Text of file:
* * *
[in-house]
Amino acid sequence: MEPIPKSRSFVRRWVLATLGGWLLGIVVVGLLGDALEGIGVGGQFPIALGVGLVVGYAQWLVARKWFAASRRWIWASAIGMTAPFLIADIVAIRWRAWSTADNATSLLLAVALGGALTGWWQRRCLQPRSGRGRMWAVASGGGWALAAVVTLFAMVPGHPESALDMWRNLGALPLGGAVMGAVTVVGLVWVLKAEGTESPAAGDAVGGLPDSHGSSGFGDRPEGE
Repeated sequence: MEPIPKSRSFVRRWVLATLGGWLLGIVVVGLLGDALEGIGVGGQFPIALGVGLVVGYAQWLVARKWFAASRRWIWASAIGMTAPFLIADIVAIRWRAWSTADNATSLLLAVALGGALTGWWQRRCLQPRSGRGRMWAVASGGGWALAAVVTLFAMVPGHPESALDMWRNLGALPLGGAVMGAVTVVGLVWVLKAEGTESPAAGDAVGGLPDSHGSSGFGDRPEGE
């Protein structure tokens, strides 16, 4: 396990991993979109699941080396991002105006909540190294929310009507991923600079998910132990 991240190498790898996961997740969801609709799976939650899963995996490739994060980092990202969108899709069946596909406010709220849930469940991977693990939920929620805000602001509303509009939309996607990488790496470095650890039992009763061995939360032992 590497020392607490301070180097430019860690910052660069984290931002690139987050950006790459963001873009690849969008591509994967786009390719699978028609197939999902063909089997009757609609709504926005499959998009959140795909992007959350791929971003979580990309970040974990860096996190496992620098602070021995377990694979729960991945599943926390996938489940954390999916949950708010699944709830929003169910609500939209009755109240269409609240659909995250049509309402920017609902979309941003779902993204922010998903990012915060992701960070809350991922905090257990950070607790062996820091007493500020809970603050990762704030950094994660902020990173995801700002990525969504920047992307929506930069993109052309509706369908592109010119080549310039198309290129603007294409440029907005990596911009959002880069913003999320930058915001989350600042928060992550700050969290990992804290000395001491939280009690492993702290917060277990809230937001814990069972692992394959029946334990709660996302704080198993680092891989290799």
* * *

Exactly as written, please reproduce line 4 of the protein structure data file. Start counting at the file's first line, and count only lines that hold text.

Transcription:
């Protein structure tokens, strides 16, 4: 396990991993979109699941080396991002105006909540190294929310009507991923600079998910132990 991240190498790898996961997740969801609709799976939650899963995996490739994060980092990202969108899709069946596909406010709220849930469940991977693990939920929620805000602001509303509009939309996607990488790496470095650890039992009763061995939360032992 590497020392607490301070180097430019860690910052660069984290931002690139987050950006790459963001873009690849969008591509994967786009390719699978028609197939999902063909089997009757609609709504926005499959998009959140795909992007959350791929971003979580990309970040974990860096996190496992620098602070021995377990694979729960991945599943926390996938489940954390999916949950708010699944709830929003169910609500939209009755109240269409609240659909995250049509309402920017609902979309941003779902993204922010998903990012915060992701960070809350991922905090257990950070607790062996820091007493500020809970603050990762704030950094994660902020990173995801700002990525969504920047992307929506930069993109052309509706369908592109010119080549310039198309290129603007294409440029907005990596911009959002880069913003999320930058915001989350600042928060992550700050969290990992804290000395001491939280009690492993702290917060277990809230937001814990069972692992394959029946334990709660996302704080198993680092891989290799």